The proper conduct for relieving oneself became a subject of discussion due to the serious diseases that spread rapidly in unhygienic conditions. The bacteria that cause typhoid fever and cholera, both of which may result in death, could quickly pass through a ship that did not address its human waste disposal. Anyone found guilty of “unclean behaviour” such as urinating or defecating anywhere but the toilet facilities (apparently instances of sailors “easing thems Read More
The lavatories (toilet facilities) of 18th century expeditionary vessels don’t get as much attention in historic records as the profound scientific knowledge and the navigational advances made in the Pacific Northwest. But the most basic of human functions deserves some discussion because it was an important aspect of daily expedition life.

Aboard ship, the toilet was referred to as the “head.” This term developed during the early 1700s due to the placement of the toilet, a seat with an opening, towards the front end or head of the vessel. Waves of seawater, splashing up towards the bowsprit as the vessel cut a course, naturally cleaned away waste and mess.

The proper conduct for relieving oneself became a subject of discussion due to the serious diseases that spread rapidly in unhygienic conditions. The bacteria that cause typhoid fever and cholera, both of which may result in death, could quickly pass through a ship that did not address its human waste disposal. Anyone found guilty of “unclean behaviour” such as urinating or defecating anywhere but the toilet facilities (apparently instances of sailors “easing themselves in the hold” had created a problem) was severely punished. Those incapable of using the head due to illness or broken bones might have the luck of their own facilities, fashioned by the ship’s cooper. The British Admiralty of the 1700s described these as “buckets with covers for the necessary occasions of the sick men”.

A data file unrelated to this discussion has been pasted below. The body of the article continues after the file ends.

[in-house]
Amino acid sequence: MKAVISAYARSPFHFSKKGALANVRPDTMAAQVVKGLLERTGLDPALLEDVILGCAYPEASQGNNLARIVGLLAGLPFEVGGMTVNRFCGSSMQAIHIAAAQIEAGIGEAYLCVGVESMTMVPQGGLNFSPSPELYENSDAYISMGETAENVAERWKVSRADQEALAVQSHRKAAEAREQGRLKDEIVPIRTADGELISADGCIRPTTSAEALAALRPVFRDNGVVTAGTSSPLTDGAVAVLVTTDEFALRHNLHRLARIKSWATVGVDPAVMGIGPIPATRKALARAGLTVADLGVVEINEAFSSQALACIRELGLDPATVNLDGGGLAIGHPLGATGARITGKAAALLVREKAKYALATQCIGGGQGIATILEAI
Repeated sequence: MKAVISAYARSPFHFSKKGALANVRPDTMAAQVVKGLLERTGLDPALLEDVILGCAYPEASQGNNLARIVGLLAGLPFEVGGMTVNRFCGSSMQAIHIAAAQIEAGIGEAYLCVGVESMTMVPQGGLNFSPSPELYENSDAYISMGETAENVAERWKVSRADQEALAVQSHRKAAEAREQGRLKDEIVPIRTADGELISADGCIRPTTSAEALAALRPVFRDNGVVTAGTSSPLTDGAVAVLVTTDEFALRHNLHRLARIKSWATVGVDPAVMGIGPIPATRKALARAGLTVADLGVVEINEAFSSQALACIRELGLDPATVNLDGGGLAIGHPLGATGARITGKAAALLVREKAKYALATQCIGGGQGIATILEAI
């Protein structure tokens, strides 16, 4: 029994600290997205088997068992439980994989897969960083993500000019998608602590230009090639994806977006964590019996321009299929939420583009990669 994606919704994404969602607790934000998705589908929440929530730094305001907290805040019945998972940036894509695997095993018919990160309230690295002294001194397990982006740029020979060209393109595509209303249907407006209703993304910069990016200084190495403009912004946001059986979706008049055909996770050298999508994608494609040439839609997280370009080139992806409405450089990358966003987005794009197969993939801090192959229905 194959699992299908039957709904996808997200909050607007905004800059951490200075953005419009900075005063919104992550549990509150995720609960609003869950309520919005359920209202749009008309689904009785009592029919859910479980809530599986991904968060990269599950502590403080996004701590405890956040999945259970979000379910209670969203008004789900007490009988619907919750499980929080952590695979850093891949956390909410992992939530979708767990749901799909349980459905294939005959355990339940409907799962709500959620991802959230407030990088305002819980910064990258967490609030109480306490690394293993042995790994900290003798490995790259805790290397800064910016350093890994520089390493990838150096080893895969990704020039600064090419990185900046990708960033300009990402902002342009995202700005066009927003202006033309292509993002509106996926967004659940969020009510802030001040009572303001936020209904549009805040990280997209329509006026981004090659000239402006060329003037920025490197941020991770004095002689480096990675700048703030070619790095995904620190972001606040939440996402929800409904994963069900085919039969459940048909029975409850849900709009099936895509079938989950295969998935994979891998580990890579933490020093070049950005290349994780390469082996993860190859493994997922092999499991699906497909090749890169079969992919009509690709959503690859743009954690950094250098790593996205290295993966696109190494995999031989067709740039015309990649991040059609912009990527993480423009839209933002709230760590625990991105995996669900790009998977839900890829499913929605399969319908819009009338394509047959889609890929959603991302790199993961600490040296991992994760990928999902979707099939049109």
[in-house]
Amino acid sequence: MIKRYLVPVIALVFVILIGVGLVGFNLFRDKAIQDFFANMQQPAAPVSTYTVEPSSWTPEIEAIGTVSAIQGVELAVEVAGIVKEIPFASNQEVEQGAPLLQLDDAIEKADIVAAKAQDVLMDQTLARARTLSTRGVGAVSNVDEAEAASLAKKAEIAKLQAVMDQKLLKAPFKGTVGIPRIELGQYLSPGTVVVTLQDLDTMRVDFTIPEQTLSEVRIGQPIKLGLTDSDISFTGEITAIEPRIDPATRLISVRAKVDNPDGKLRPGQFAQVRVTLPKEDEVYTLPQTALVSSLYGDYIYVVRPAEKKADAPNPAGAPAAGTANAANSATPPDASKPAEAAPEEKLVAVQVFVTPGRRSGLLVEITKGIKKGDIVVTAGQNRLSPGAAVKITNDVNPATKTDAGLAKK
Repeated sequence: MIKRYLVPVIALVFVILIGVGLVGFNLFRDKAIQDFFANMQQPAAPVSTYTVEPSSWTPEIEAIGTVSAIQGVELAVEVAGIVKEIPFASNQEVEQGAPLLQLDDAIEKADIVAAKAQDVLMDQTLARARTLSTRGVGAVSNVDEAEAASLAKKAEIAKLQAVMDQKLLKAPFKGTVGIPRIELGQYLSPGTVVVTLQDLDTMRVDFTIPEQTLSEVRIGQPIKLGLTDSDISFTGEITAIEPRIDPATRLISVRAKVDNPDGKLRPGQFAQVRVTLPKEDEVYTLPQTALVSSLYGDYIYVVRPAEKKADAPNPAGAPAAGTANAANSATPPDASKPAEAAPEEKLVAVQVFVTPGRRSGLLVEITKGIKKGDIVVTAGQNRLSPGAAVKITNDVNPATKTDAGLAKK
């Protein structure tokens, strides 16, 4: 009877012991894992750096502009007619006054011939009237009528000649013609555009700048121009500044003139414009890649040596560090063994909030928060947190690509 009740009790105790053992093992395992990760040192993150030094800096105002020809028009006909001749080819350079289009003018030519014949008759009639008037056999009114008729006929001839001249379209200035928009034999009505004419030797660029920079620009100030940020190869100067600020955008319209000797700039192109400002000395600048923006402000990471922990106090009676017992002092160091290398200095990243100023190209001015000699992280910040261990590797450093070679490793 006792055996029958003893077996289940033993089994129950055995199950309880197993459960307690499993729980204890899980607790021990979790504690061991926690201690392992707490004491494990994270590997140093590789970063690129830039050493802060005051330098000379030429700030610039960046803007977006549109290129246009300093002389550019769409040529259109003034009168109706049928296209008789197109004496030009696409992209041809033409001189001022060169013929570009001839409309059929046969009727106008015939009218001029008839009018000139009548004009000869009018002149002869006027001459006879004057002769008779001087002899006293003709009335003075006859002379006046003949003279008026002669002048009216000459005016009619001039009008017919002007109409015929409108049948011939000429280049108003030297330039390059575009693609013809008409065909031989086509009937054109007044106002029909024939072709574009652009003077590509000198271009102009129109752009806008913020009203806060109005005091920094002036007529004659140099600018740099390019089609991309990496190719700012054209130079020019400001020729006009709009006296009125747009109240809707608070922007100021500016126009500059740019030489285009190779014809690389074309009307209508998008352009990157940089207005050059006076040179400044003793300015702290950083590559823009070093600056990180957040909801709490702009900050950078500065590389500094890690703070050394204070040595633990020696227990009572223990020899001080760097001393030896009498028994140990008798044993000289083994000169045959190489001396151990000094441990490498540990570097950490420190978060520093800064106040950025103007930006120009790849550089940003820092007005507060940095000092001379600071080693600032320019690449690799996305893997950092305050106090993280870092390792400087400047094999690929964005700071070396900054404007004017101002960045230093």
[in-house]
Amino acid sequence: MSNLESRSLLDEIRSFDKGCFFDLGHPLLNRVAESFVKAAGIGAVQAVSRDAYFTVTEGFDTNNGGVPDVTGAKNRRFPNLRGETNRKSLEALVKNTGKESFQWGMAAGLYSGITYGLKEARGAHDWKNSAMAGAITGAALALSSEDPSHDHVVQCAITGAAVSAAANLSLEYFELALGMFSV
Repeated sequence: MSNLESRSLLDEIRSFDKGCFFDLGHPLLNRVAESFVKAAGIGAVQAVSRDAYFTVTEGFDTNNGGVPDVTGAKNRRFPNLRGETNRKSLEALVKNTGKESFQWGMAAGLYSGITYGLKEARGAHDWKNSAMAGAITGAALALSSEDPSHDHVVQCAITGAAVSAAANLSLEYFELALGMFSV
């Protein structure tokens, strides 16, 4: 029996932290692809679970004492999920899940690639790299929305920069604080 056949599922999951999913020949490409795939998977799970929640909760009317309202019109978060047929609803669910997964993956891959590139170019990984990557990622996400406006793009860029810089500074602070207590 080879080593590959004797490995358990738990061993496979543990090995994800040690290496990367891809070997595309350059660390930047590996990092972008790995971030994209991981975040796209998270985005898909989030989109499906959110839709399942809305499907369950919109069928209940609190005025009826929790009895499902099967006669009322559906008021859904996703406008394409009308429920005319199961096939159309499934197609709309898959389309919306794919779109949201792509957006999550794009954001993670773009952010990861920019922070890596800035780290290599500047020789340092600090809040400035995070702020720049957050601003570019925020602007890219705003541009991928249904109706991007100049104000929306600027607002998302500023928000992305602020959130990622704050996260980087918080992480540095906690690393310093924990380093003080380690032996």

© 2007 Maritime Museum of British Columbia

18th Century Vessel

Model of an 18th Century Vessel

Maritime Museum of British Columbia

© 2007 Maritime Museum of British Columbia


The overland expeditions to the Pacific Northwest travelled the river systems of North America in canoes and flat-bottomed boats. When the paddlers reached the end of the rivers and streams, they portaged, trekking overland carrying their vessels and supplies on their backs until they reached the next suitable river. They could not sleep aboard their small craft, so much of their energy was spent making camp at various points along the expeditionary route.